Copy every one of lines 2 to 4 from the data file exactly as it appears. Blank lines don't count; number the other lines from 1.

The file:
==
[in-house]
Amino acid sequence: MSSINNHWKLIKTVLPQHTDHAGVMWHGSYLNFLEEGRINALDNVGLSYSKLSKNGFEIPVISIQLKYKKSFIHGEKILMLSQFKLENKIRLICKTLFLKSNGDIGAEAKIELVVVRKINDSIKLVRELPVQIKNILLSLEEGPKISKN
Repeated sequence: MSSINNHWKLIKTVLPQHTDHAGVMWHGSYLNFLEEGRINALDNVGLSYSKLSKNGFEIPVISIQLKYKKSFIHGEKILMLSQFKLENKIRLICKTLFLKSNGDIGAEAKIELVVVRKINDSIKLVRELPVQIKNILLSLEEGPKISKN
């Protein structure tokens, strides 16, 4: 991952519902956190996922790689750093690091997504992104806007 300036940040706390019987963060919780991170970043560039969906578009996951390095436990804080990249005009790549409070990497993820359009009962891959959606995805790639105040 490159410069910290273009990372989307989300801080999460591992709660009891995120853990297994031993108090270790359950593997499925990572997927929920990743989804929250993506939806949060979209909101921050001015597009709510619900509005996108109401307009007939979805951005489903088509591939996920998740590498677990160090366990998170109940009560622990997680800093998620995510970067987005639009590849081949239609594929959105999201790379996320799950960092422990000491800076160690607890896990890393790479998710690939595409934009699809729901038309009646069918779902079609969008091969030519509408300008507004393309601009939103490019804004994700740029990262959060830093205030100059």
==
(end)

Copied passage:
Amino acid sequence: MSSINNHWKLIKTVLPQHTDHAGVMWHGSYLNFLEEGRINALDNVGLSYSKLSKNGFEIPVISIQLKYKKSFIHGEKILMLSQFKLENKIRLICKTLFLKSNGDIGAEAKIELVVVRKINDSIKLVRELPVQIKNILLSLEEGPKISKN
Repeated sequence: MSSINNHWKLIKTVLPQHTDHAGVMWHGSYLNFLEEGRINALDNVGLSYSKLSKNGFEIPVISIQLKYKKSFIHGEKILMLSQFKLENKIRLICKTLFLKSNGDIGAEAKIELVVVRKINDSIKLVRELPVQIKNILLSLEEGPKISKN
């Protein structure tokens, strides 16, 4: 991952519902956190996922790689750093690091997504992104806007 300036940040706390019987963060919780991170970043560039969906578009996951390095436990804080990249005009790549409070990497993820359009009962891959959606995805790639105040 490159410069910290273009990372989307989300801080999460591992709660009891995120853990297994031993108090270790359950593997499925990572997927929920990743989804929250993506939806949060979209909101921050001015597009709510619900509005996108109401307009007939979805951005489903088509591939996920998740590498677990160090366990998170109940009560622990997680800093998620995510970067987005639009590849081949239609594929959105999201790379996320799950960092422990000491800076160690607890896990890393790479998710690939595409934009699809729901038309009646069918779902079609969008091969030519509408300008507004393309601009939103490019804004994700740029990262959060830093205030100059």